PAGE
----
The four-party Left bloc, comprising the Communist Party of India-Marxist (CPM), the Communist Party of India (CPI), Forward Bloc (FB) and Republican Socialist Party (RSP), rules only three Indian states and is less than one-ninth of the 545-member people’s house of parliament, the Lok Sabha.
Last year’s parliamentary elections did not yield a clear winner, forcing the Indian National Congress (INC) at 145 seats, to ally with 14 regional parties and form the UPA.
But it still fell short of a simple majority in the Lok Sabha, paving the way for the Left bloc to hold the wild card.
With its record 62 MPs, the left is considered the crutch on which the government stands, even though it has not been included in the UPA government.
D Raja, CPI National Secretary, said: “It is the first time that the left has emerged as an influential partner in governance. Today, its ideological and political influence is quite vast, way beyond its electoral strength.”
In June, the UPA cabinet cleared a proposal for the partial privatisation of a profit-making giant, Bharat Heavy Electricals Limited, one of the 13 such multi-million dollar units controlled by the government, only to shelve it later under the left’s pressure.
The left has forced a freeze on privatising such public sector units even marginally.
Professor Aijaz Ahmed says the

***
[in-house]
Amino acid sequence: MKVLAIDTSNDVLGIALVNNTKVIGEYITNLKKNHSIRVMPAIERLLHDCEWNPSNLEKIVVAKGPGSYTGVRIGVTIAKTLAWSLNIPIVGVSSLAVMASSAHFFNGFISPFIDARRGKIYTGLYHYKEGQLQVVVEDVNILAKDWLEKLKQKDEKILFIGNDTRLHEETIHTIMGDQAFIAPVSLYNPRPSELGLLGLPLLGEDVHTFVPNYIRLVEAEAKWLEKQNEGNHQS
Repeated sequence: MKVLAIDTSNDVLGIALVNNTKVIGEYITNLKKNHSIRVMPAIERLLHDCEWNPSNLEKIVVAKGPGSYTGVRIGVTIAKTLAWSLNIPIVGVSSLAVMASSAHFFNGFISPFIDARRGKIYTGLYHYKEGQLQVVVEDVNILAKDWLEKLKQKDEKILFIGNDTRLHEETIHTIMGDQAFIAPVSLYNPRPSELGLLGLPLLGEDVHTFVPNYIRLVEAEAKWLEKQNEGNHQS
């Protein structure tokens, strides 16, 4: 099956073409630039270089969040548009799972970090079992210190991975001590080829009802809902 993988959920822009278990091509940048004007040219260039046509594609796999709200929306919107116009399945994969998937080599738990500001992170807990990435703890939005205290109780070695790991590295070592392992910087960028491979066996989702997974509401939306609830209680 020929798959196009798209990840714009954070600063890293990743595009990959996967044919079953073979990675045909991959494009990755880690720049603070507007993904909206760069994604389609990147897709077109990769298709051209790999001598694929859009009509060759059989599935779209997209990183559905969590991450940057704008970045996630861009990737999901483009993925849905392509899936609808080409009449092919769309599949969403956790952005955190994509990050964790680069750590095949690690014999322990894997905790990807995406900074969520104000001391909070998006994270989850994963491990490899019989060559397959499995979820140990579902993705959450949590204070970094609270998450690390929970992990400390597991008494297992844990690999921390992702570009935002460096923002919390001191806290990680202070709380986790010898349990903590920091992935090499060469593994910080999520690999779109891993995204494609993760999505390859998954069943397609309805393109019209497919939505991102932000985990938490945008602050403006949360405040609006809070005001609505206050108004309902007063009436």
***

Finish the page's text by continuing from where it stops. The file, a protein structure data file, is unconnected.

July saw the Left block flexing its muscle over a sensitive political issue. But for the pressure of the Left parties, the INC would not have removed powerful party members, Jagdish Tytler and Sajjan Kumar, from the government after an official commission of enquiry hinted at their involvement in the 1984 genocide of Sikhs.
Nearly 5000 Sikhs, India’s second largest religious minority after Muslims, were massacred all over India, allegedly, with the overt and covert support of INC leaders, in the aftermath of Prime Minister Indira Gandhi’s assassination by two of her security guards – both Sikhs.
The left block clashed with the government for the second time in July over a deal Singh signed during his US trip – for the import of civilian nuclear technology.
The left is opposed to any strategic tie-up with America.
The following month, because of the left’s vociferous protests in and outside parliament, multinational Honda Motors had to reinstate 57 workers it had earlier sacked.
In September, the left forced the government to amend labour laws after it organised nationwide strikes of government employees protesting at job cuts and loss of pension benefits.
In October, the Left mobilised the country’s top scientists, retired diplomats and intellectuals to unanimously oppose the government’s vote against Iran on the nuclear issue at the International Atomic Energy Agency’s September meeting.
This was followed by fire-and-brimstone public rallies on this issue for three long weeks in November, and the government had to finally commit itself against participating in any IAEA exercise that refers Iran to the UN Security Council.
India, which had earlier voted for the European Union-sponsored resolution condemning Iran for non-compliance with the Nuclear Non-proliferation Treaty, lobbied for Iran at the IAEA’s last meeting, mainly because of the Left’s pressure.
Opposing US policies